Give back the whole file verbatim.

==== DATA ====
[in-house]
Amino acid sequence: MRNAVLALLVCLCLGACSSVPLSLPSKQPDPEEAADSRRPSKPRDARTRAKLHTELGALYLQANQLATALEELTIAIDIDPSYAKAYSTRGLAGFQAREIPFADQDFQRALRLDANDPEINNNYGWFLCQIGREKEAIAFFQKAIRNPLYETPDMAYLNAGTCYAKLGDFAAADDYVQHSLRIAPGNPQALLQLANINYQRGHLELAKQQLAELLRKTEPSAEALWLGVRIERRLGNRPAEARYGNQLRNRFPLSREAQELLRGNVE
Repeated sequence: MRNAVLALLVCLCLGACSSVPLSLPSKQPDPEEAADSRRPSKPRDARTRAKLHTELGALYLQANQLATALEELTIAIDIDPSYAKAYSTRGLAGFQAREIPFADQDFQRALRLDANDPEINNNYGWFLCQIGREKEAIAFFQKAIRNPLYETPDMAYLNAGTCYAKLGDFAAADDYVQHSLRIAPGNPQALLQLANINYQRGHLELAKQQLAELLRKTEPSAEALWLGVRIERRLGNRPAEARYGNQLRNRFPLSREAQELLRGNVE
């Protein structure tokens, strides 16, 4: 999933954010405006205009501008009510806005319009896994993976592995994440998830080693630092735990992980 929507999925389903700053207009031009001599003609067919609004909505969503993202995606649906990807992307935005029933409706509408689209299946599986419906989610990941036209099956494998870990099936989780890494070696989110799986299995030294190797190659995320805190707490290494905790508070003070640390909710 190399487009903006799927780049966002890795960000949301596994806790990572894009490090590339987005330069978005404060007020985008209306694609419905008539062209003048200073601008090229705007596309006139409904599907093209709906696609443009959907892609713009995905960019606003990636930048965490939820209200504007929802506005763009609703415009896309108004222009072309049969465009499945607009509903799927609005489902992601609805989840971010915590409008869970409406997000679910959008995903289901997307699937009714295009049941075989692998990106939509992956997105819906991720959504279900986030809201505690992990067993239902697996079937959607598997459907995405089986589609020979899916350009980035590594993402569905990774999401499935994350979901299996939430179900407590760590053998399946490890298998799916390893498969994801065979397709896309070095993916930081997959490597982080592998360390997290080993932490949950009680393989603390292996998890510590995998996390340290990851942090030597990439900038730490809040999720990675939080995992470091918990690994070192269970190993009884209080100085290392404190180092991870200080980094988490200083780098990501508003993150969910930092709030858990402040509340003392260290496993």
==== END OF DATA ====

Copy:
[in-house]
Amino acid sequence: MRNAVLALLVCLCLGACSSVPLSLPSKQPDPEEAADSRRPSKPRDARTRAKLHTELGALYLQANQLATALEELTIAIDIDPSYAKAYSTRGLAGFQAREIPFADQDFQRALRLDANDPEINNNYGWFLCQIGREKEAIAFFQKAIRNPLYETPDMAYLNAGTCYAKLGDFAAADDYVQHSLRIAPGNPQALLQLANINYQRGHLELAKQQLAELLRKTEPSAEALWLGVRIERRLGNRPAEARYGNQLRNRFPLSREAQELLRGNVE
Repeated sequence: MRNAVLALLVCLCLGACSSVPLSLPSKQPDPEEAADSRRPSKPRDARTRAKLHTELGALYLQANQLATALEELTIAIDIDPSYAKAYSTRGLAGFQAREIPFADQDFQRALRLDANDPEINNNYGWFLCQIGREKEAIAFFQKAIRNPLYETPDMAYLNAGTCYAKLGDFAAADDYVQHSLRIAPGNPQALLQLANINYQRGHLELAKQQLAELLRKTEPSAEALWLGVRIERRLGNRPAEARYGNQLRNRFPLSREAQELLRGNVE
């Protein structure tokens, strides 16, 4: 999933954010405006205009501008009510806005319009896994993976592995994440998830080693630092735990992980 929507999925389903700053207009031009001599003609067919609004909505969503993202995606649906990807992307935005029933409706509408689209299946599986419906989610990941036209099956494998870990099936989780890494070696989110799986299995030294190797190659995320805190707490290494905790508070003070640390909710 190399487009903006799927780049966002890795960000949301596994806790990572894009490090590339987005330069978005404060007020985008209306694609419905008539062209003048200073601008090229705007596309006139409904599907093209709906696609443009959907892609713009995905960019606003990636930048965490939820209200504007929802506005763009609703415009896309108004222009072309049969465009499945607009509903799927609005489902992601609805989840971010915590409008869970409406997000679910959008995903289901997307699937009714295009049941075989692998990106939509992956997105819906991720959504279900986030809201505690992990067993239902697996079937959607598997459907995405089986589609020979899916350009980035590594993402569905990774999401499935994350979901299996939430179900407590760590053998399946490890298998799916390893498969994801065979397709896309070095993916930081997959490597982080592998360390997290080993932490949950009680393989603390292996998890510590995998996390340290990851942090030597990439900038730490809040999720990675939080995992470091918990690994070192269970190993009884209080100085290392404190180092991870200080980094988490200083780098990501508003993150969910930092709030858990402040509340003392260290496993």